Social Media Courses in MBA Programs

March 30, 2010 · 1 Comment 

A New York Times article was released today about how MBA programs have started incorporating social media into their curriculum. More and more companies are generating customer interest by posting viral videos on YouTube, creating fan pages on Facebook, or posting short messages on the micro-blogging site Twitter. As a result, a growing number of job specs now have a requirement for social media knowledge. However, a limited number of MBA candidates actually have that experience.

To meet this growing demand for education in social media strategy, several top business schools are adding social network courses to their MBA curricula. These courses target MBA students who are planning to start their own Web 2.0 companies, or who are considering careers in high technology, entertainment, social media or consumer packaged goods. Harvard Business School, for example, has a course called “Competing with Social Networks”, taught by Professor Mikolaj Jan Piskorski.

Using the case method of teaching that Harvard is famous for, the social network course at Harvard Business School examines why some social networks succeeded while others failed. Here MBA students examine: LinkedIn, Friendster, Twitter and mixi (a popular social network in Japan). The students then examine monetization challenges and opportunities by comparing MySpace and its music venture to Facebook Connect and Google’s Friend Connect.

The second module uses the network failure framework to establish conditions under which adding social networks helps or hinders competitive advantage of existing business models. Among others, we consider a matchmaking company, eHarmony, a peer-to-peer lending company, Zopa, an on-line reviews company, Yelp, and finally, Wikipedia Contributors.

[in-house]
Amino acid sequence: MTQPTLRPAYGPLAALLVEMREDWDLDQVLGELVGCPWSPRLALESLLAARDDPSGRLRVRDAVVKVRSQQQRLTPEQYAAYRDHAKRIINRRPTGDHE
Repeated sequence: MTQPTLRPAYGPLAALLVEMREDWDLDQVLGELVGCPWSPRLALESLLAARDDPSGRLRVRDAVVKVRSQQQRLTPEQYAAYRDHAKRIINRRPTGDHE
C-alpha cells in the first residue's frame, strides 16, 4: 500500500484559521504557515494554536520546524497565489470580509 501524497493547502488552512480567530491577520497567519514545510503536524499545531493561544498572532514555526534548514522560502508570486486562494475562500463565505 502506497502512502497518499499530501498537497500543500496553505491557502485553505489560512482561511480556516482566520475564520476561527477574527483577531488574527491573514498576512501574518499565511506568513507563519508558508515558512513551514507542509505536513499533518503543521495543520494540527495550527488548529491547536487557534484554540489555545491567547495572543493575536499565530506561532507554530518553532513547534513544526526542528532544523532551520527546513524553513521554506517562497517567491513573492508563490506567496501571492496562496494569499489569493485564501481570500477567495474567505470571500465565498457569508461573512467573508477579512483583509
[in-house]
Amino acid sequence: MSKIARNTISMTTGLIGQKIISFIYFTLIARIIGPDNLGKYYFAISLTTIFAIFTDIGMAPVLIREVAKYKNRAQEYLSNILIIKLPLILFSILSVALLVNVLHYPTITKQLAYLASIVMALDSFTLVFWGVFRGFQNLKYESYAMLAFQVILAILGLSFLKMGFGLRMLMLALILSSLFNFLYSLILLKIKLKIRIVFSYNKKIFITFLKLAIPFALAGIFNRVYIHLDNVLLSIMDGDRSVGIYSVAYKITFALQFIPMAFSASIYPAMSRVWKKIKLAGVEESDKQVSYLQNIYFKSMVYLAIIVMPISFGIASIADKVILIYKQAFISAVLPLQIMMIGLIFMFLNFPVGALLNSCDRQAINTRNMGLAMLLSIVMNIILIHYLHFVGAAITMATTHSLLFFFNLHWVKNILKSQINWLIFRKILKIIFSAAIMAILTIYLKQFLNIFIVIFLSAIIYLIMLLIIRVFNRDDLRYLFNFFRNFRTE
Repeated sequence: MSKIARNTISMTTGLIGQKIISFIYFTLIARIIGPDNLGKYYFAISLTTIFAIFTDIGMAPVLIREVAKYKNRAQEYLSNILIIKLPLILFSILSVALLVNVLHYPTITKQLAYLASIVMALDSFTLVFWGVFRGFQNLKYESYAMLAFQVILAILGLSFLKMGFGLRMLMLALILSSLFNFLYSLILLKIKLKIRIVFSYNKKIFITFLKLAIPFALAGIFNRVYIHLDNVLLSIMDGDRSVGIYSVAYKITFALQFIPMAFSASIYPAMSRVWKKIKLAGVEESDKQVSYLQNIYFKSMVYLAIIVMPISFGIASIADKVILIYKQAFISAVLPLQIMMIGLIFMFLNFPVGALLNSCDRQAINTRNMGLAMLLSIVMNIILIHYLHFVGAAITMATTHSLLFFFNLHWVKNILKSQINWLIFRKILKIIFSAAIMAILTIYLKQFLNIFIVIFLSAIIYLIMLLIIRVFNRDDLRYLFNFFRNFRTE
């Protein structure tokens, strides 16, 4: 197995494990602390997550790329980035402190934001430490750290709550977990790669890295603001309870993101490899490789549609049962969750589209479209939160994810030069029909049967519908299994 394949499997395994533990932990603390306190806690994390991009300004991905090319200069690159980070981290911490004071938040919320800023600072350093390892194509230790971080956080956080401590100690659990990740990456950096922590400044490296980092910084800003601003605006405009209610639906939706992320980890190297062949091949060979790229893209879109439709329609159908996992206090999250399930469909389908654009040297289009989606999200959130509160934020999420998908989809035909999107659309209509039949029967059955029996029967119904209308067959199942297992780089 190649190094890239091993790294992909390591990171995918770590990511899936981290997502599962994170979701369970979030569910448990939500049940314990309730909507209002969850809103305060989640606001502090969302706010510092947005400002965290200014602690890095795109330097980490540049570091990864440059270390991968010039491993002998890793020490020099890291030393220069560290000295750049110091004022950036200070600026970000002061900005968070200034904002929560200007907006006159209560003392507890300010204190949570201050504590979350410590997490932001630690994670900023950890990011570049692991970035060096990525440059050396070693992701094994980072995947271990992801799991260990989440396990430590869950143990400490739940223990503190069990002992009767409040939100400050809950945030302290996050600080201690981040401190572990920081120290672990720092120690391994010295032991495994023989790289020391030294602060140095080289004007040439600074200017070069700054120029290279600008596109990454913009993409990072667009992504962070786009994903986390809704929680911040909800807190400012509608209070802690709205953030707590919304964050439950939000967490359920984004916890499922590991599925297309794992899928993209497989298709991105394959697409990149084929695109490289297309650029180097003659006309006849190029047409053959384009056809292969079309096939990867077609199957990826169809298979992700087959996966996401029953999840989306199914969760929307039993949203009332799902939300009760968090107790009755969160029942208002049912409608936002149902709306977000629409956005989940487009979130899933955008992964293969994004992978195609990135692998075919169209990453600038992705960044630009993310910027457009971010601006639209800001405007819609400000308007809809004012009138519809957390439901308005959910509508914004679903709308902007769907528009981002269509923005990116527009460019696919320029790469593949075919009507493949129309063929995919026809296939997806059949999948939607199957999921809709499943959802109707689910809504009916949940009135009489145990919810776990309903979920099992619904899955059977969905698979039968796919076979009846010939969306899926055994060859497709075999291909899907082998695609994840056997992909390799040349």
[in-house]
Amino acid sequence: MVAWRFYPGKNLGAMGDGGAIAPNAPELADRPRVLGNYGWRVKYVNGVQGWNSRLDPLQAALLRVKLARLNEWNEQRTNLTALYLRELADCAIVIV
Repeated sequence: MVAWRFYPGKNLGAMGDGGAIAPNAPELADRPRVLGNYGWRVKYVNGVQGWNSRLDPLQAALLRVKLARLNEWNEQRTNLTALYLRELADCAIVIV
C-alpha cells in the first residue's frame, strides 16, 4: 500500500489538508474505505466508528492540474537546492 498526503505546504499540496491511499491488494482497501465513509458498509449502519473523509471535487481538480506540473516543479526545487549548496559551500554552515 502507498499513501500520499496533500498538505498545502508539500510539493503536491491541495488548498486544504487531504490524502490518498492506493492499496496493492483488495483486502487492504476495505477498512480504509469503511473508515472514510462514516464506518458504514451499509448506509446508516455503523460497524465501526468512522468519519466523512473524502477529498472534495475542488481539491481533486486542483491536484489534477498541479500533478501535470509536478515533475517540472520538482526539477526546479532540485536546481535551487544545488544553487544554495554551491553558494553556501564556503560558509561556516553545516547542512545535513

Company executives are usually invited to contribute to classes. Students are also required to participate in a fun team project in which they aim to become a Yelp Elite member or Wikipedia editor, sell $1,000 of products or services on Twitter, or generate a 0.25% click-through rate on a Facebook ad!

Though younger students may live and breathe social media and know how to use embed hashtags in their Tweets, the social media space is fast-growing, ever-evolving, and innovative and is not yet well understood from a strategic perspective. Other top-tier business schools, such as London Business School and Insead, have also started incorporating social network into their MBA curriculum.


One Response to “Social Media Courses in MBA Programs”
  1. It is certainly a milestone for social media, and its impact on tomorrow’s leaders should be significant. Corporate media, here we come.

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